A community hunt to find Brisbane’s elusive wild macadamia trees has helped uncover a potential treasure trove of genetic data on the Aussie supernut.
The Wild Macadamia Hunt, launched by Healthy Land and Water in 2018, asked the community to help locate and catalogue macadamia trees around Brisbane that are 100 years old or more.
Century-old trees are more likely to be direct descendants of the highly diverse wild macadamia trees that were once abundant in South East Queensland but are now under threat.
Over 80 per cent of wild macadamia trees have been lost since European settlement, and there are only five remnants of rainforest containing wild macadamia trees left in the Brisbane region.
Experts believe that genetic data found in Brisbane’s remaining wild trees will aid research into how best to conserve different varieties of macadamia nuts for the future.
Public response and interest in the hunt was huge, and dozens of Brisbane residents collected leaf samples from potential wild macadamias trees on their properties.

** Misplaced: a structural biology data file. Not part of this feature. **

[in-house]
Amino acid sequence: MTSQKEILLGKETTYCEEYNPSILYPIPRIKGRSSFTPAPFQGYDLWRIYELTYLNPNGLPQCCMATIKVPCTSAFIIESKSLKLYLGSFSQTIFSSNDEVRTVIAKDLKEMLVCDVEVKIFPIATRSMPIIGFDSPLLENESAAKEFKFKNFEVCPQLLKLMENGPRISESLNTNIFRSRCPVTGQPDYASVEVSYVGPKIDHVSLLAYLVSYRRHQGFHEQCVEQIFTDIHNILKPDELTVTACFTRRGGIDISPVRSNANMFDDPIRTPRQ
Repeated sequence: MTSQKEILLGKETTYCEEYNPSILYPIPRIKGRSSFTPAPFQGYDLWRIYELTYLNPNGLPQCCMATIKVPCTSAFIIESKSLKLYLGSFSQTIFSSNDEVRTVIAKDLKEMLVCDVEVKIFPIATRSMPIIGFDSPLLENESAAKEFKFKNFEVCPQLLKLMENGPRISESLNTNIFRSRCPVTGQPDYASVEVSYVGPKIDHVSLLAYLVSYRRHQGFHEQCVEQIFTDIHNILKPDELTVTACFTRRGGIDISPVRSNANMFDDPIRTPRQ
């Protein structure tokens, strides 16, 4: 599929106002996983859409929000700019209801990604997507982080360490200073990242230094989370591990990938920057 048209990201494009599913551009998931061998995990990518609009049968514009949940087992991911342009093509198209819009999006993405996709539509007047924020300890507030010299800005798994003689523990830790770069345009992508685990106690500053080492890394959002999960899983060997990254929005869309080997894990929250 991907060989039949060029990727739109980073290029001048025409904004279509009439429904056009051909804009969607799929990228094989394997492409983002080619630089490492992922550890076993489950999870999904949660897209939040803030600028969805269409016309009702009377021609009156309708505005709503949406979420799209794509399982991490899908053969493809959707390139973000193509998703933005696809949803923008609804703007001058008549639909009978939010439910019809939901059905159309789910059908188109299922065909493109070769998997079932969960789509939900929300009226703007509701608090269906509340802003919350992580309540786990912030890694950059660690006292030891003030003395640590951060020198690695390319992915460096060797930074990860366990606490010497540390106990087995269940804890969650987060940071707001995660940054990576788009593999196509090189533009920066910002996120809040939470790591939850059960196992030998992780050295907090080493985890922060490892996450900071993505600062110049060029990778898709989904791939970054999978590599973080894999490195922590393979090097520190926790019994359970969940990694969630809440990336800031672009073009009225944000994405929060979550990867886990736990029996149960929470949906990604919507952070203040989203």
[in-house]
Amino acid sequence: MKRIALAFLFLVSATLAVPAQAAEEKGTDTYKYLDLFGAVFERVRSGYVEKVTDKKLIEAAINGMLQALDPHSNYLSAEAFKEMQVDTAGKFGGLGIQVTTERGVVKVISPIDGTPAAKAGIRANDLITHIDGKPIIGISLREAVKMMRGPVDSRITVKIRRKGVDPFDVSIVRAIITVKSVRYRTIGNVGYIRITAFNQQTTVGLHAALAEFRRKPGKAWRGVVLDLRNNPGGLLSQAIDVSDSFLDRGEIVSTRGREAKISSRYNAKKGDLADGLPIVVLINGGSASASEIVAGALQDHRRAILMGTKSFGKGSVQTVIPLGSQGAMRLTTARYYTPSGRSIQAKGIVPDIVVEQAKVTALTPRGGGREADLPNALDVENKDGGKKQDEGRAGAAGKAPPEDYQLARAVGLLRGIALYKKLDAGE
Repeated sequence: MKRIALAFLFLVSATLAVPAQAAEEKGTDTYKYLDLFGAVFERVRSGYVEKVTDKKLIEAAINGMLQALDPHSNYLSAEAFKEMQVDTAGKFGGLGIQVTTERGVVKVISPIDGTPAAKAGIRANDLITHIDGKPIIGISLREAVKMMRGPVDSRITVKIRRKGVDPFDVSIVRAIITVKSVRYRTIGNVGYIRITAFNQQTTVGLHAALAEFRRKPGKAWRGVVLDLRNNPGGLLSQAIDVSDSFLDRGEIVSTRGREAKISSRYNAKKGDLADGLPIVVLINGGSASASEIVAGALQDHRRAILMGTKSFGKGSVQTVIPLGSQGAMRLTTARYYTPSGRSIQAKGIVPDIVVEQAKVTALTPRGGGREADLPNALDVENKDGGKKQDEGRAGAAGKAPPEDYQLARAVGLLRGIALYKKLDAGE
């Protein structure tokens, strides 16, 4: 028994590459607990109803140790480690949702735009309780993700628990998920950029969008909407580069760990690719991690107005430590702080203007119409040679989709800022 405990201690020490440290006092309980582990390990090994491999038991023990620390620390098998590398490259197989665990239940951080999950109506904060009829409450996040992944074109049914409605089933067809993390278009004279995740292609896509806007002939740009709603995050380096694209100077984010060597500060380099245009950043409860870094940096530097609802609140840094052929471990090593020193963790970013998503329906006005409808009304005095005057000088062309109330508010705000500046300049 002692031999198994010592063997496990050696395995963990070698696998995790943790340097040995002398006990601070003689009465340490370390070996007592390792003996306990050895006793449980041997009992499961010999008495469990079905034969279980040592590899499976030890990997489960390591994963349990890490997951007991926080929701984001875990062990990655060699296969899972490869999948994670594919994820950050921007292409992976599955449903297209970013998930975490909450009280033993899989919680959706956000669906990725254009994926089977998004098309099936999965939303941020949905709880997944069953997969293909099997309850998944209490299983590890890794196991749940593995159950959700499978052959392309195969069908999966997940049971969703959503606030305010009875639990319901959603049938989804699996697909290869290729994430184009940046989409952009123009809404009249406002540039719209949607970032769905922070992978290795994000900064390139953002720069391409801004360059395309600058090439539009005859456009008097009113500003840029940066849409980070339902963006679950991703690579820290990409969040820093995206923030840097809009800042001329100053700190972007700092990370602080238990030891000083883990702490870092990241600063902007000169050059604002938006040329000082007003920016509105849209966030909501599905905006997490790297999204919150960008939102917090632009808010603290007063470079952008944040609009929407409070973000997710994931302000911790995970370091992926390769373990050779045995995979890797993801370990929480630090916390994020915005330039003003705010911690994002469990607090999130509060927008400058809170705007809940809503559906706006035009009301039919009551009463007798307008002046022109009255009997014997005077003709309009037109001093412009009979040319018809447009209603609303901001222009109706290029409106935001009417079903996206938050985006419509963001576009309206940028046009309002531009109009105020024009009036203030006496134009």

Almost 50 trees of interest were identified, and experts are currently reviewing the promising tree samples including one found near Ormeau which is estimated to be over 150 years old.
Old trees were found in many Brisbane suburbs including Paddington, Toowong, Lutwyche, Corinda, Grange, Fig Tree Pocket and Coorparoo.
Ian McConachie AM, one of Australia’s foremost macadamia nut experts, said the success of the hunt was a boost for macadamia conservation.
“From what we have reviewed so far, almost all of the old trees that were registered are exactly what we were seeking and many of them may unlock some old genes,” he said.
“From these samples, we hope to discover unique traits of trees passed down from now extinct wild populations.”
Acting Healthy Land and Water CEO Jaimie Robertson praised the Brisbane community for joining the hunt and thanked Brisbane City Council and the Macadamia Conservation Trust for their support.
“The Wild Macadamia Hunt is a great example of the community, citizen scientists, local government and conservation groups working together to preserve a much-loved and valuable Aussie icon,” he said.
“We are so proud of the project and we are now seeking more funding to have the trees genetically analysed so we can better understand how to protect macadamias nuts for the future.”
To learn more about macadamia conservation and the project visit www.hlw.org.au/macadamias